Her set was sloppy in a good way ... I don't suppose she was drunk, but she was so much looser than we'd ever seen her that the thought crossed our minds. You see, Robin and I love Lucinda Williams and have been going to see her for many years now, but what carries her concerts is her songs ... she isn't exactly a dynamic performer. But tonight? She talked before every song, she seemed to be making up the setlist as she went along, she told stories, and she really tore into the songs, especially "Still I Long For Your Kiss." At the end of the night, after closing with "Get Right With God," she planted mushy kisshugs on each of the band members, even climbing through the drumset to get to the drummer. Meanwhile, she wore a CBGBs t-shirt, showed off her tattoo, and generally had a raucous good time, which I never thought I'd say about Lucinda Williams. ...

It's kinda odd seeing a legend ... I spent the first few minutes just staring at him, thinking "man, there he is, Willie Nelson, it's really him." Actually, even before he came out, we were staring at a legend: his guitar, which sat on its stand as the roadies set things up. If you've never seen it, it's the damnedest thing  ...

Willie played for about an hour and 45 minutes. Never having seen him before, I can only go by what I read, but it seemed like a standard set, with most of the classics. At one point he did an extended medley of "'Funny How Time Slips Away/Crazy/Night Life," and I yelled at Robin, "it's like he wrote every song in history!" But then he did other people's songs, songs that we identify with him, like "Always on My Mind" and "Georgia on My Mind," and you realize if there's a song he didn't write, he's probably sung it at some point, anyway. The weird thing was, he did songs across a wide variety of styles, and every time you thought "he fits right in" or "he makes this his own" or "I think he invented this." So there was the countrypolitan "Crazy" and a rockin' version of "Me and Bobby McGee," there was the gospel of "Will the Circle Be Unbroken" and the vocal classics like "Always on My Mind," there was a handful of Hank Williams songs and "Milk Cow Blues." And Willie Nelson always sounded like he and the song belonged together. I'm not saying he was bringing something new to the table tonight ... he's sung most of these songs literally thousands of times. But they fit him like a snug hemp sweater. ...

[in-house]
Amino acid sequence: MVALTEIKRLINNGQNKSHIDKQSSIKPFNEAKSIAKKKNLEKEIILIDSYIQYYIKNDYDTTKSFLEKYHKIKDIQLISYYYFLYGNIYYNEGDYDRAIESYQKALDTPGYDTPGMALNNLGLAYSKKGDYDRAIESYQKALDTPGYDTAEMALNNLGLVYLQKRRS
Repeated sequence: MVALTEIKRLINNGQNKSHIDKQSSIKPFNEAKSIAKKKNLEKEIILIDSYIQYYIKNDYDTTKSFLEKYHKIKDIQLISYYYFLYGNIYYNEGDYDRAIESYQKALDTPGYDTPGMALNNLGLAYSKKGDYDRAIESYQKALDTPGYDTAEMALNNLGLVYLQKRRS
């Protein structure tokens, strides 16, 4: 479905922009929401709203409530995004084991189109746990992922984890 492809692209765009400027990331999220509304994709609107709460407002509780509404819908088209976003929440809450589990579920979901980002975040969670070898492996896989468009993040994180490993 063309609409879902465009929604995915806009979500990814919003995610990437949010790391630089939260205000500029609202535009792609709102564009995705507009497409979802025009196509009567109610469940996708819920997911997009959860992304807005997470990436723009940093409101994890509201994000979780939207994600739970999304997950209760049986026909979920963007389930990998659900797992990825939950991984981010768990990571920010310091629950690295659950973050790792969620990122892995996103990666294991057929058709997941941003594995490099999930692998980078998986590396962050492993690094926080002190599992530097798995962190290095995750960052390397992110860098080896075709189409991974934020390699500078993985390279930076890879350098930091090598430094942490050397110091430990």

When Lucinda was done with her set, she gave a pretty long speech about what performing meant to her. I swear, I thought she was gonna cry ... we really have never seen her like she was tonight. She said she'd been doing this for 30 years, and she's finally figuring out why people like Willie Nelson and Bob Dylan and B.B. King keep playing and playing and playing, no matter how old they get. She told us that you can't put a price on the gratification you get when you can perform your songs for an appreciative audience. She just seemed so thankful to be able to do what she did. And her words resonated with me as I watched Willie Nelson sing "On the Road Again" for the three billionth time ... this is what he does, and you can't put a price on it.

As a bonus, here's Lucinda and Willie singing her "Over Time":


music friday: crosby, stills, and nash

On this date in 1984, I saw Crosby, Stills, and Nash at Candlestick Park, after a Giants game.

They weren't touring behind any particular album. Their most recent studio album, Daylight Again, had done well, but it was two years old. A year later came Allies, a mostly-live hodgepodge that didn't sell and has been out of print for decades. David Crosby was at one of the low points in his life: drugs, prison, general awfulness. You can get a feel for the kind of tour this must have been by looking at some of the venues. Just in the next couple of weeks after Candlestick, they played at the Alpine Valley Music Theatre, and something called the Sierra Sun Festival in Grass Valley, California.

I don't remember what songs they sang. I can tell you about the game, if only because that's something I can look up on The Giants won, 4-0, and Dusty Baker hit a pinch-hit, 3-run homer. The crowd was just under 20,000. The Giants were dreadful that year ... they had the worst record in all of baseball. It was also the first year I had season tickets.